Diatom Deli’s Time~Lapse Nature tips its hand in the first minute with a speed-run of sonic folds taking shape like an origami crane. The first thing we hear is a field recording of lapping ocean waves. Then, Deli’s mom quickly checks in with a voicemail, imploring her to “give me a call when you can.” She rings back with a melody on her acoustic guitar, following the current of the rolling tide rather than breaking against its waves. Before she even sings a note, it feels as though the song has already begun and she’s arrived fashionably late. Deli isn’t simply using nature sounds as embellishment; she’s communing with them as if on a spiritual journey.
With her third album, Time~Lapse Nature, the Taos, New Mexico-based artist lets these small details become foundational pillars of her songs, wrapping her spectral voice and classical guitar around their slender frames like a cloak. The rumble of thunder and wash of rainfall weave in and out at regular intervals on “Massive Headships of Centering Tiles,” keeping time like a backing band as her guitar skips along the surface. She’s accompanied by the twitter of birdsong on “False Alarm.” The chirruping becomes almost percussive, propelling the track as her guitar shifts and shimmers like sunlight through a canopy of trees. On “Disarray,” her own voice feels incidental, breaking into a breathy shiver that gradually disappears as the melodic threads unwind.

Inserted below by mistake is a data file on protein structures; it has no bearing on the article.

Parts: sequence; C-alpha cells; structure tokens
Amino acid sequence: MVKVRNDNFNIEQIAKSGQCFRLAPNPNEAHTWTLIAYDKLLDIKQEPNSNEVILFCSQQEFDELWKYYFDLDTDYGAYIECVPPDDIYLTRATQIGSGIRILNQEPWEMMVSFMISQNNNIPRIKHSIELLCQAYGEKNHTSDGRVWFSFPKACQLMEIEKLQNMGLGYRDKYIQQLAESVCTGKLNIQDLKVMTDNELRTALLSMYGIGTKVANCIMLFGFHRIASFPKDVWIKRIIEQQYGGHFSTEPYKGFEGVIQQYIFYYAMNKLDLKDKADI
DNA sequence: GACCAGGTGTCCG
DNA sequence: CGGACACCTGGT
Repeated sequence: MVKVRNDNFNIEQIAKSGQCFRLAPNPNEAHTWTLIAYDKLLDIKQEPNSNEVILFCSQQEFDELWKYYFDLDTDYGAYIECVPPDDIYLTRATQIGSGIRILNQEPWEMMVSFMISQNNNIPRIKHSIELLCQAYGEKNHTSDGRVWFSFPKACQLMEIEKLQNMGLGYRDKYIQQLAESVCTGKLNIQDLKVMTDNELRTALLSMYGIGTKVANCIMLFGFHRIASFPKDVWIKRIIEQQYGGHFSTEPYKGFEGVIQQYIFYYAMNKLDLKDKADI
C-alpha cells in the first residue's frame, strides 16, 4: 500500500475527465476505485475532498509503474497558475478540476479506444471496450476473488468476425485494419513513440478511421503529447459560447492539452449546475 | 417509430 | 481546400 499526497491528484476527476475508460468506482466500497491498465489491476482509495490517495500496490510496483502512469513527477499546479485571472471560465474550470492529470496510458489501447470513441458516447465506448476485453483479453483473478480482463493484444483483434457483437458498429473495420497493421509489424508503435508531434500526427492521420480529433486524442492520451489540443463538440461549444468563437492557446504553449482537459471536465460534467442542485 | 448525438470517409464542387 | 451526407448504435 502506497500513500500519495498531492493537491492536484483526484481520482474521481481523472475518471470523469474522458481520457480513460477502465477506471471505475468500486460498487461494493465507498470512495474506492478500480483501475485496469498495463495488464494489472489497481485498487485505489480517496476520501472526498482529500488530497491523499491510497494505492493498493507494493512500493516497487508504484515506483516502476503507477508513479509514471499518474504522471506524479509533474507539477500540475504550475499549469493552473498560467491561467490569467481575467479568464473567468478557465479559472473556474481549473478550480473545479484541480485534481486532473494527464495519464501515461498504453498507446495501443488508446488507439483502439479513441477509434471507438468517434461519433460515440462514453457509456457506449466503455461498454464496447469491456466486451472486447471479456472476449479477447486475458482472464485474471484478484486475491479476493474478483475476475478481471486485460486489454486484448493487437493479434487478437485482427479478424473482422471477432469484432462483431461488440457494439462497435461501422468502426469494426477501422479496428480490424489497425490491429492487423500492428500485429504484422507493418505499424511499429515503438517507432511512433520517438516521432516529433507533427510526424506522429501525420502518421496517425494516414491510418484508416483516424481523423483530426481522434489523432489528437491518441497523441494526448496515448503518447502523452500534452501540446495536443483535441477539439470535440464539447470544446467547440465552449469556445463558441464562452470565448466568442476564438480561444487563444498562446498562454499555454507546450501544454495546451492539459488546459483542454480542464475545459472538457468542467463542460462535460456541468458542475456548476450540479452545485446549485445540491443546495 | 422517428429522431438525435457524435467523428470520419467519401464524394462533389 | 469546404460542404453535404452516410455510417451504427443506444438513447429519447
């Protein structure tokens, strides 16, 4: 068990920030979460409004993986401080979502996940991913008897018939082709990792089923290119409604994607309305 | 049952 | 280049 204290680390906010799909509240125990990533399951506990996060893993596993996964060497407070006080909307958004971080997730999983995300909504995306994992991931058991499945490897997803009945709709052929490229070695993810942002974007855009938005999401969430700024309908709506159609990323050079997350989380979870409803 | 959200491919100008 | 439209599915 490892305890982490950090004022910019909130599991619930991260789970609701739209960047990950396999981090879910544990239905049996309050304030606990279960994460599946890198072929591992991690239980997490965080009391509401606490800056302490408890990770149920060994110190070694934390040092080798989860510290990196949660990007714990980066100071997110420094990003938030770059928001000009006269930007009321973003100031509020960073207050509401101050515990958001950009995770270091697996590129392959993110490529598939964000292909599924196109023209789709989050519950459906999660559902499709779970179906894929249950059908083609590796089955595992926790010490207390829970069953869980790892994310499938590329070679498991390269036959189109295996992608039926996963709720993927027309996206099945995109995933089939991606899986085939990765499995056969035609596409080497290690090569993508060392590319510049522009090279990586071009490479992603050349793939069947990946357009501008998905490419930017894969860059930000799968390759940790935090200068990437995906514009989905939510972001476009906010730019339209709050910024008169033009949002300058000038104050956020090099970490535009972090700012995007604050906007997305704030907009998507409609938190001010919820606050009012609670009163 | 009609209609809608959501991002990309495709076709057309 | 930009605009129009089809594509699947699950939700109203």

Deli’s strength lies in layering intricate tapestries so her music seems to evolve in slow motion; as a result, the moments when those contours are missing can feel a bit lacking. The penultimate track “Deandre” is the most spartan folk number, leaning on Deli’s voice and guitar to build up its ambience. It’s pleasant, but it feels unadventurous compared to what came before. The similarly straightforward “Sonrisa” nearly suffers the same pitfall, but the raucous sample of cheering children that steadily creeps to the fore provides a much-needed wrinkle that gives the track some fun texture.
As Time~Lapse Nature draws to a close with “Thank You, Maya,” it feels like a reverse of its opening moments. “Now I breathe love into my life,” Deli chants repeatedly as she plucks a refrain like she’s trying to cast a spell. The incantation succeeds, and a miniature diorama of singing birds and buzzing bugs rings out in the final moments; she cedes the stage to the found sound that shaped the record as a show of thanks. It’s fitting that Deli takes her name from diatoms, the microscopic algae that produce nearly a third of the air we breathe. She knows that the smallest, sometimes imperceptible things can do a lot of heavy lifting.